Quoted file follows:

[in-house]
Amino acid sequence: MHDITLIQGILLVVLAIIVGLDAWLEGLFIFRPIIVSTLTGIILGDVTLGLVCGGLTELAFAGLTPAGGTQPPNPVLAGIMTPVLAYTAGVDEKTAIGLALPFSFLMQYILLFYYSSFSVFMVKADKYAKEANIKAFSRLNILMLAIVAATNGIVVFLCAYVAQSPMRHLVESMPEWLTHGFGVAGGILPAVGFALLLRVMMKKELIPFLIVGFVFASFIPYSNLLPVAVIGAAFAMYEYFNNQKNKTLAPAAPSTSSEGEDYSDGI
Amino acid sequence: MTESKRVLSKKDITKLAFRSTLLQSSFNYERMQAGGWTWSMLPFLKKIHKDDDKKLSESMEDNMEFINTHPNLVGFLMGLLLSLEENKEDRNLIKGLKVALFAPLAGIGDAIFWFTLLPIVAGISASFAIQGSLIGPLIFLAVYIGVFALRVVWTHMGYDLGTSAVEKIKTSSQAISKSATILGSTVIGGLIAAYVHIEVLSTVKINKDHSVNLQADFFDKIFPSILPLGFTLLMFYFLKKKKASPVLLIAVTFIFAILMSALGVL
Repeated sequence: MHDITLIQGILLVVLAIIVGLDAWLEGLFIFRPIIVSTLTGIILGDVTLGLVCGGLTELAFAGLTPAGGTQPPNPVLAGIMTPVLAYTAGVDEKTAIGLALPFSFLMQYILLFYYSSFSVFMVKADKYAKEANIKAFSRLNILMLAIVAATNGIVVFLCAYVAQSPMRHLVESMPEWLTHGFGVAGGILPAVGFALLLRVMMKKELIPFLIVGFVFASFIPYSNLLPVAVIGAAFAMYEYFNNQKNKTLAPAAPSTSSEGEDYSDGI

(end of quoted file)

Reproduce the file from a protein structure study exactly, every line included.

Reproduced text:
[in-house]
Amino acid sequence: MHDITLIQGILLVVLAIIVGLDAWLEGLFIFRPIIVSTLTGIILGDVTLGLVCGGLTELAFAGLTPAGGTQPPNPVLAGIMTPVLAYTAGVDEKTAIGLALPFSFLMQYILLFYYSSFSVFMVKADKYAKEANIKAFSRLNILMLAIVAATNGIVVFLCAYVAQSPMRHLVESMPEWLTHGFGVAGGILPAVGFALLLRVMMKKELIPFLIVGFVFASFIPYSNLLPVAVIGAAFAMYEYFNNQKNKTLAPAAPSTSSEGEDYSDGI
Amino acid sequence: MTESKRVLSKKDITKLAFRSTLLQSSFNYERMQAGGWTWSMLPFLKKIHKDDDKKLSESMEDNMEFINTHPNLVGFLMGLLLSLEENKEDRNLIKGLKVALFAPLAGIGDAIFWFTLLPIVAGISASFAIQGSLIGPLIFLAVYIGVFALRVVWTHMGYDLGTSAVEKIKTSSQAISKSATILGSTVIGGLIAAYVHIEVLSTVKINKDHSVNLQADFFDKIFPSILPLGFTLLMFYFLKKKKASPVLLIAVTFIFAILMSALGVL
Repeated sequence: MHDITLIQGILLVVLAIIVGLDAWLEGLFIFRPIIVSTLTGIILGDVTLGLVCGGLTELAFAGLTPAGGTQPPNPVLAGIMTPVLAYTAGVDEKTAIGLALPFSFLMQYILLFYYSSFSVFMVKADKYAKEANIKAFSRLNILMLAIVAATNGIVVFLCAYVAQSPMRHLVESMPEWLTHGFGVAGGILPAVGFALLLRVMMKKELIPFLIVGFVFASFIPYSNLLPVAVIGAAFAMYEYFNNQKNKTLAPAAPSTSSEGEDYSDGI